Buried Wood: A Common Yet Poorly Documented Form of Deadwood
Buried wood (BW: downed deadwood buried more than 50% by soil, litter, or ground vegetation) is a common but understudied part of forest ecosystems. We reviewed the literature and conducted a meta-analysis of BW that included new data from Australia, Belarus, Canada, Germany, Japan, Norway, Russia, Slovakia, Sweden, the USA, and Wales. Buried wood occurred in a wide range of forest types of natural and anthropogenic origin. In some forests, BW was effectively preserved and volumes of BW exceeded the volume of all other live and deadwood combined. Boreal and oroboreal coniferous forests contained large amounts of BW, whereas hardwood forests appeared to contain little BW due to differences in ground vegetation, wood decomposition pathways, and climatic and edaphic conditions. Coniferous forests growing on paludified ground represent areas with a large capacity to store BW. The largest quantity of BW reported was 935 m3 ha−1 in paludified black spruce (Picea mariana (Mill.)) forests, where typically mature live bole volumes are only 150 m3 ha−1. Buried wood can accumulate over several disturbance cycles (centuries), due to greatly reduced rates of decomposition following burial. As such, BW can represent a large forest C pool that is currently not recognized in forest C accounting using field measurements or models. Failing to account for wood burial can lead to underestimates of ecosystem deadwood stocks as well as misinterpretations of ecosystem dynamics. Buried wood and the burial process should be included in forest measurement and models, particularly for boreal and oroboreal ecosystems, to reduce uncertainty and improve accuracy in forest C accounting. This will require improvements to existing field sampling protocols and collection of long-term data on processes creating BW.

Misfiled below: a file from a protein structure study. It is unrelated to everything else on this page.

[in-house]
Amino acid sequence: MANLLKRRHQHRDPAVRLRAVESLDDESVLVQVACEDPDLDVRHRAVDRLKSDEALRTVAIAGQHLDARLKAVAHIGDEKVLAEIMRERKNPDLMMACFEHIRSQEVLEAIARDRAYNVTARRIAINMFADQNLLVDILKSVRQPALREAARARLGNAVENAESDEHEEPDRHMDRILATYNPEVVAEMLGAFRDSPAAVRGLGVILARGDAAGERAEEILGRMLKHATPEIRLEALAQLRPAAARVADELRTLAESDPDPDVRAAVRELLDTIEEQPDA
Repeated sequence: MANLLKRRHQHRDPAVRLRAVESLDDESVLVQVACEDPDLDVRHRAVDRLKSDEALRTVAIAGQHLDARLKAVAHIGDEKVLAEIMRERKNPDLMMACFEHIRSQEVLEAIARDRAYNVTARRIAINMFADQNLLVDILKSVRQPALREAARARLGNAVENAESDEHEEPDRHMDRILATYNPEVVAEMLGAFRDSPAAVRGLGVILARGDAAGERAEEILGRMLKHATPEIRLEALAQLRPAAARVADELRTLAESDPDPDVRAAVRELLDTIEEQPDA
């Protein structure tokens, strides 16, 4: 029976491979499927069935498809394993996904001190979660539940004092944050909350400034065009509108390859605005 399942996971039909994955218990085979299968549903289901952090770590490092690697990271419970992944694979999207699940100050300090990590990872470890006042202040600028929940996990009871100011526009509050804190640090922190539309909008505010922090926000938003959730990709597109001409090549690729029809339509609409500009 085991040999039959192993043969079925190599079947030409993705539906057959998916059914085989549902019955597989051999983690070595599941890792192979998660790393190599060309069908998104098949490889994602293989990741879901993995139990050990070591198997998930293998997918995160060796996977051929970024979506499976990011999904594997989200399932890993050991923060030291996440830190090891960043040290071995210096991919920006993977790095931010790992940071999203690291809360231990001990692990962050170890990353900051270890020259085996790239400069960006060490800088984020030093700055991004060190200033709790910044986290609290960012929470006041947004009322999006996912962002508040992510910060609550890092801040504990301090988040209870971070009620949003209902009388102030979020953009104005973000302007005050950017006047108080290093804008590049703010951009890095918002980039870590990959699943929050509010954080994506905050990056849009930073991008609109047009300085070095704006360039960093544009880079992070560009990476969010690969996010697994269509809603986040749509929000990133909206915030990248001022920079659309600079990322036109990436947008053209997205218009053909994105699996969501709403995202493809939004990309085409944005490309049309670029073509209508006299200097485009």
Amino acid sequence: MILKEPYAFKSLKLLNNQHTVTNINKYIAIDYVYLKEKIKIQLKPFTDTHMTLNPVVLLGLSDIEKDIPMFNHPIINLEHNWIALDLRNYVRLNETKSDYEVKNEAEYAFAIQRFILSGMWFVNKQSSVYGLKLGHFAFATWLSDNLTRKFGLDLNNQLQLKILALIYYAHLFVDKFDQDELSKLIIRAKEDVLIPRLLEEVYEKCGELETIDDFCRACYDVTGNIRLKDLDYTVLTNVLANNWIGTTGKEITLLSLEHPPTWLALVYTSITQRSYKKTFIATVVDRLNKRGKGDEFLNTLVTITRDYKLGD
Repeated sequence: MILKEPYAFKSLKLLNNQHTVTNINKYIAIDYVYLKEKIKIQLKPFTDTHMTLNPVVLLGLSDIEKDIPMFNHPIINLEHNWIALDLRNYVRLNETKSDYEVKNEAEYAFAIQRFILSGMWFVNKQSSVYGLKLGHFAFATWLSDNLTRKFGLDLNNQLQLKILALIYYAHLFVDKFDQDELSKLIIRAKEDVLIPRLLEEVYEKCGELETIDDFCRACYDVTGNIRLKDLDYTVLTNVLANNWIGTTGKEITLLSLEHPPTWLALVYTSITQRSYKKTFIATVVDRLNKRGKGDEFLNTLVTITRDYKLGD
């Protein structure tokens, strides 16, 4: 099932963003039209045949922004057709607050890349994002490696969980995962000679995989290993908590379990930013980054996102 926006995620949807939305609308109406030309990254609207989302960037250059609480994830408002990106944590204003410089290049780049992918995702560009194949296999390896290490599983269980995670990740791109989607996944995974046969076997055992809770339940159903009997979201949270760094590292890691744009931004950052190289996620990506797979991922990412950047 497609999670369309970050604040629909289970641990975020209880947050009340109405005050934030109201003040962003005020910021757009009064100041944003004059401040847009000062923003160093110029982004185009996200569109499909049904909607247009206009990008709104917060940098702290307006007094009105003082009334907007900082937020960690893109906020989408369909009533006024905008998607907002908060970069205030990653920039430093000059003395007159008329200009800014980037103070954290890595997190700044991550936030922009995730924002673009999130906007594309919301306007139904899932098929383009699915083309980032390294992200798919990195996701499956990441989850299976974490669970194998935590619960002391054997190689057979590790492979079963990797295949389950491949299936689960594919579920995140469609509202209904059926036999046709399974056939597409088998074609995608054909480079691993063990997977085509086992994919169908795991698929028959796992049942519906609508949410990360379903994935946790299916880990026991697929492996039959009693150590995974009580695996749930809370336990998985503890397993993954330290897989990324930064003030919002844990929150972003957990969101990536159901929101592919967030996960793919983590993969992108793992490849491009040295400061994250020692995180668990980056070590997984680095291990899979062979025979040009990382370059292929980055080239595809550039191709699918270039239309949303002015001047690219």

Keywordscoarse woody debris disturbance history carbon paludification boreal bryophytes moss litter
We thank Glenda Russo for compiling BW data from the Canadian National Forest Inventory. For helping provide observations of BW, we thank Marie-Charlotte Nilsson for Swedish data, Richard Carrick for data from Wales, UK, Merten Minke for data from Belarus, Ekaterina Shorohova for data from Russia, and M. Hasegawa and S. Yamashita for data from Japan. Japanese observations were supported by the Global Environment Research Fund (S9). Data collection in the Forest School Enterprise (FSE) of the Technical University of Zvolen, Slovakia was supported by the Research and Development Operational Programme funded by ERDF under the project Centre of Excellence “Decision support in forest and country”, ITMS 26220120069. The collection of data from the H. J. Andrews Experimental Forest was supported by a grant from the US National Science Foundation (DEB-0823380).
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